Cities and towns might be quiet as Americans stay home to prevent the spread of COVID-19, but train whistles can still be heard from coast-to-coast as freight railroads deliver for America.
These pillars of resiliency that have seen the nation through crises throughout our history are moving the goods to fuel people and places while delivering supplies critical to protecting lives and defeating the virus.
The 140,000-mile freight rail network is a study in resiliency, capable of hauling raw materials and finished goods long distances, especially critical in times of crisis. Nearly 200 years of experience combined with a culture that prioritizes safety and preparedness every day have enabled America’s freight railroads to continue to operate during this unprecedented time.
“Without regular, consistent rail service, we would not be able to meet this paramount need,” said Dow North American Rail Service Leader Mike Gebo. Dow produces chemicals that are used to make disinfectants and personal protective equipment essential to the global fight against the novel coronavirus. Union Pacific hauls these chemicals safely to their manufacturing home.
Grit Meets Preparation
As an essential industry that operates 24 hours a day, every day of the year, freight railroads keep hauling goods during economic downturns, extreme weather events and, yes, national emergencies. The industry privately spends billions of dollars each year on infrastructure improvements and new technology to ensure it can safely and efficiently move freight through any and all of these conditions.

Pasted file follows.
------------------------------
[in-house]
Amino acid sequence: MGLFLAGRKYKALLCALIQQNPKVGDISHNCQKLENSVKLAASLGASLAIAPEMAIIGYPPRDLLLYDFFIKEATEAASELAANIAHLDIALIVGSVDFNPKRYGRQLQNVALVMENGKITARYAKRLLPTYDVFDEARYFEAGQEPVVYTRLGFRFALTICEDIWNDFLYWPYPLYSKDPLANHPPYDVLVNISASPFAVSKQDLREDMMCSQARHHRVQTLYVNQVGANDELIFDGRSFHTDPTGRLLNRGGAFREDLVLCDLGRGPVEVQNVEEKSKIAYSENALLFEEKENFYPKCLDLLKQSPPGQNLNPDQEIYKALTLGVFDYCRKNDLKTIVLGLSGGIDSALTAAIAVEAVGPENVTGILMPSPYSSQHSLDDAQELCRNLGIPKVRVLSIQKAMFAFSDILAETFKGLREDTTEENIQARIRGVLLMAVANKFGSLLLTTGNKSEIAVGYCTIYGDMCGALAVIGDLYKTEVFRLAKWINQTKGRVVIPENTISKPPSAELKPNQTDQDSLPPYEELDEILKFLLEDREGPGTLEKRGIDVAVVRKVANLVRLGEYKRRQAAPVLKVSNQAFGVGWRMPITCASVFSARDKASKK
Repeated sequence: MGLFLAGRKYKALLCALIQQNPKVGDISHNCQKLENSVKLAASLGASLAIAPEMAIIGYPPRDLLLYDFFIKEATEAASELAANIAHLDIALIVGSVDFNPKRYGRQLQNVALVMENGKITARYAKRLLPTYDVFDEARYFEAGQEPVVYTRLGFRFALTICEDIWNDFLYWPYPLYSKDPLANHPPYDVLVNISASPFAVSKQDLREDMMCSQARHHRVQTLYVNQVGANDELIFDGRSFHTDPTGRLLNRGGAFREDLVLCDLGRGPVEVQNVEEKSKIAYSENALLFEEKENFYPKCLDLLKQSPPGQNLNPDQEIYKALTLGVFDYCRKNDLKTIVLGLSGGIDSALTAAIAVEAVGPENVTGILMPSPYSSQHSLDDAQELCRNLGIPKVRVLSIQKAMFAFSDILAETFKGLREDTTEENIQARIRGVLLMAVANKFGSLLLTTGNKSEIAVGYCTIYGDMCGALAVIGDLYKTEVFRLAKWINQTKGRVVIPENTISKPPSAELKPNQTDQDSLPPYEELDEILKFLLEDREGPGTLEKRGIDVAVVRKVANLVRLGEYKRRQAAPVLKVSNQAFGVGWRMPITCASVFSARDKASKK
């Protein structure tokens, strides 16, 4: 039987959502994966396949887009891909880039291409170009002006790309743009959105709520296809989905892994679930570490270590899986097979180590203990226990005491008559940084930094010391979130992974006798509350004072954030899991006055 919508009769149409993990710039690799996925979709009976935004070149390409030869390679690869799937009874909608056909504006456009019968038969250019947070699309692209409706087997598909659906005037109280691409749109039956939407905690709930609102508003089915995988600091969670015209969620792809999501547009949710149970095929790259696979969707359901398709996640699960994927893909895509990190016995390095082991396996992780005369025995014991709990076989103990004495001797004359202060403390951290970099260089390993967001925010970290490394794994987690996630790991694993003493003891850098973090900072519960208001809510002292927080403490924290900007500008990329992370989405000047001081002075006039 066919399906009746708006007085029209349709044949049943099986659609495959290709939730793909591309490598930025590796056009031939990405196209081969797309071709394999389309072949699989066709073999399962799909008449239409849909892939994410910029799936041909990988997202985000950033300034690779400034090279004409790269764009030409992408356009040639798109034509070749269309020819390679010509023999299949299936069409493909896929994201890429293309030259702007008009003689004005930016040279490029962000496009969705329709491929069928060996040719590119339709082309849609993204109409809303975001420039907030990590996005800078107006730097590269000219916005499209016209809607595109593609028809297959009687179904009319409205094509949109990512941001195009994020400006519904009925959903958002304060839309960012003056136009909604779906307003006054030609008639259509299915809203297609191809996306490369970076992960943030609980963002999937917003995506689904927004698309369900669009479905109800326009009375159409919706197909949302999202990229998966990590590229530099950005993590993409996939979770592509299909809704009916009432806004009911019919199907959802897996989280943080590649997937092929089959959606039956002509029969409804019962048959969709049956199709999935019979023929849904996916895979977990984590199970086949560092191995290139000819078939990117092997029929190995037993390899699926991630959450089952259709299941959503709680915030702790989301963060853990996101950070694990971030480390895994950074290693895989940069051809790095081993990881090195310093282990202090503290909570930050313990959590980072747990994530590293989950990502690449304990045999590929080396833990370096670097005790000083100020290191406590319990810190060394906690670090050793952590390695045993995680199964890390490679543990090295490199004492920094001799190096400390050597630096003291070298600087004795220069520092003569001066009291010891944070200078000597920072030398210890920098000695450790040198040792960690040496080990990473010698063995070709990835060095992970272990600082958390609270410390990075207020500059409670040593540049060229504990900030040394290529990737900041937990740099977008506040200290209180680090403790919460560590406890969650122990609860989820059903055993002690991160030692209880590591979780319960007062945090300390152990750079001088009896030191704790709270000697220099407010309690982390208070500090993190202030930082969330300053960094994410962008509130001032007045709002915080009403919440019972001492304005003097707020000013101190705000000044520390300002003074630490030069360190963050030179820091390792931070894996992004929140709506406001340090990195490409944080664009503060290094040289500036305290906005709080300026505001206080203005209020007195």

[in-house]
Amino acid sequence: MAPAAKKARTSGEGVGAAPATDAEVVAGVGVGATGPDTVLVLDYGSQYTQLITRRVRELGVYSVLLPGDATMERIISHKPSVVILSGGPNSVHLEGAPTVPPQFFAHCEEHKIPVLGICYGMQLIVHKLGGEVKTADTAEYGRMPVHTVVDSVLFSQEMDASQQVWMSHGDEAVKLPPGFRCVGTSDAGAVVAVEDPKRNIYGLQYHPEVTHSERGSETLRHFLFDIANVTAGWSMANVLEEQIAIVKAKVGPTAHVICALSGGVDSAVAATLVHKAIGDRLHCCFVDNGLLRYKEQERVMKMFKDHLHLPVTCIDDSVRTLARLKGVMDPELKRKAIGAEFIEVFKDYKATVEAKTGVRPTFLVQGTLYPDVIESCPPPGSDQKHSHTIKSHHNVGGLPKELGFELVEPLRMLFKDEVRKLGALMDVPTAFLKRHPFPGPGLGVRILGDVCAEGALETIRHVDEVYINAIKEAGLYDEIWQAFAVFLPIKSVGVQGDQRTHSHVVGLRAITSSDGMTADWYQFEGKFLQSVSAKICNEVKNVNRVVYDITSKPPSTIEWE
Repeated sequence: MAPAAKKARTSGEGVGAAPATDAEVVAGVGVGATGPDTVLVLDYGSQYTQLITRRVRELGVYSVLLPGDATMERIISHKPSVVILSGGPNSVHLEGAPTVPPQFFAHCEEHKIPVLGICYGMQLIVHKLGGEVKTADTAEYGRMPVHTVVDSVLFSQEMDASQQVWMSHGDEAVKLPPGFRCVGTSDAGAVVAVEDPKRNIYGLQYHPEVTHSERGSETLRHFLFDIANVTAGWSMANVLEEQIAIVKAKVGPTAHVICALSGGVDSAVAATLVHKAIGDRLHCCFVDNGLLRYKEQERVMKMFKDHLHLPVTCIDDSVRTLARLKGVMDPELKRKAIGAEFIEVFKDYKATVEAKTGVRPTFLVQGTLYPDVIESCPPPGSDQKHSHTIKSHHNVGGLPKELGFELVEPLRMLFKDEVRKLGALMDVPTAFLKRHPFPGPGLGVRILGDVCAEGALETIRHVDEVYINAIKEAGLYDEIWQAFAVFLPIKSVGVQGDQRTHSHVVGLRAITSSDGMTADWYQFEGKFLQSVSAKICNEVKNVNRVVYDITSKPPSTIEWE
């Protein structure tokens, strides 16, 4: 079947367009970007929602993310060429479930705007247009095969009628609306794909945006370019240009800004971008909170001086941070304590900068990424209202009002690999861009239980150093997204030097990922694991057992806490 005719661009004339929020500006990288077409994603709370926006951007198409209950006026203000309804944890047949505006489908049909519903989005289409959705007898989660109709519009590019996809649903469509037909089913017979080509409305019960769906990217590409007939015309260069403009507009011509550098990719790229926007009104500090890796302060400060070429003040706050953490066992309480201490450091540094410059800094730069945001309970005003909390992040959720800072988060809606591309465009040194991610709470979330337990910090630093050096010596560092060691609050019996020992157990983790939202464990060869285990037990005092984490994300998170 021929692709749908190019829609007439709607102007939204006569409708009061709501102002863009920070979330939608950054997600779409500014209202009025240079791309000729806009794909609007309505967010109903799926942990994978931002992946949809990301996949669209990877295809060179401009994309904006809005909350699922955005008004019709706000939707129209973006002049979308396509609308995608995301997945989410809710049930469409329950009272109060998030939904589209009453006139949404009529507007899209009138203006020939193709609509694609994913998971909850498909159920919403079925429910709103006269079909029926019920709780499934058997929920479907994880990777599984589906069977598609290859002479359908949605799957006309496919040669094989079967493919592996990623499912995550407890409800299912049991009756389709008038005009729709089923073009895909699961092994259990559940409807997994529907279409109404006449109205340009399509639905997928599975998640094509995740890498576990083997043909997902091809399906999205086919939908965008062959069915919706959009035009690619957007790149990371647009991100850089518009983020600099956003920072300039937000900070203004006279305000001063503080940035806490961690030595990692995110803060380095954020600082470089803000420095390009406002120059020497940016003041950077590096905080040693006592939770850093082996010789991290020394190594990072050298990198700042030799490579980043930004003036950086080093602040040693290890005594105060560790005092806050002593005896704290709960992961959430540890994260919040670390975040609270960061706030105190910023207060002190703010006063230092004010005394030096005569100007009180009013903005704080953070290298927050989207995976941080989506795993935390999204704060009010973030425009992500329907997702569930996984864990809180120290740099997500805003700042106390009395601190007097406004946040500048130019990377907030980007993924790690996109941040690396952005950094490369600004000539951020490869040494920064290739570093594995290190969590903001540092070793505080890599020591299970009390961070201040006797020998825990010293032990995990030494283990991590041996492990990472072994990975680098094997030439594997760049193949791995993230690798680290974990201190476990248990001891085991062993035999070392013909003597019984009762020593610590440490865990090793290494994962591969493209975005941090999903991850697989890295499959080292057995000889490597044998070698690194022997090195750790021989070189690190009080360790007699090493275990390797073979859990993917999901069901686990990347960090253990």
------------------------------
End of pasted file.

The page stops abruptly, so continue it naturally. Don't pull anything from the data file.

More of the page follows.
Railroads and their employees have prepared for almost any scenario, and it’s this constant vigilance that allows freight railroads to serve during this pandemic. Freight rail companies have preparedness and response teams that work constantly to keep the network secure and are drawing on what they learned from past crises, including H1N1. Freight rail companies have long maintained and regularly update their pandemic response plans that are today the backbone of the industry’s response to COVID-19. Even these have been adapted to meet the pandemic’s unique challenges.
Precautions in Place
Railroads, like companies in most every sector, have adopted procedures, in accordance with CDC guidance, to protect employees during the pandemic. Those able to work from home are doing so, and some companies are even developing new technology to enable employees to better maintain social distancing. BNSF is using iPads to remotely complete tasks that normally are done via communal computers in terminals. Innovation like this is happening in real time.
Some essential tasks — such as loading and unloading rail cars and performing maintenance — cannot be done remotely, so freight rail companies are working with their medical staffs to reduce the risks front-line workers face. Additionally, every Class I railroad is taking steps to more frequently and thoroughly clean their facilities and locomotives. And they expect the same from their vendors, including hotels and transportation providers. Railroads also are spreading employees across more buildings than usual and staggering shift times so fewer people must share common spaces.
Most recently, as the CDC has encouraged Americans to wear face masks to prevent the spread of the virus, railroads have stepped up to supply them to their employees. Norfolk Southern’s sourcing and safety and environmental teams joined forces to procure 135,000 masks. And they’re now working with an Atlanta-based seamstress, who is turning company t-shirts into reusable masks.
These steps — among several others — help to protect railroad employees and ensure that critical freight keeps moving.
“We’re continuing to protect America’s backbone and to work hand-in-hand with our employees to make sure rail operations run smoothly,” said Dave Veschak, a special police agent at CSX. Importantly, though, Veschak said CSX is doing so by prioritizing safety and the health of employees.
Freight railroads were built for this moment, positioned to serve America throughout this crisis — no matter how long it lasts or what it requires — and well beyond.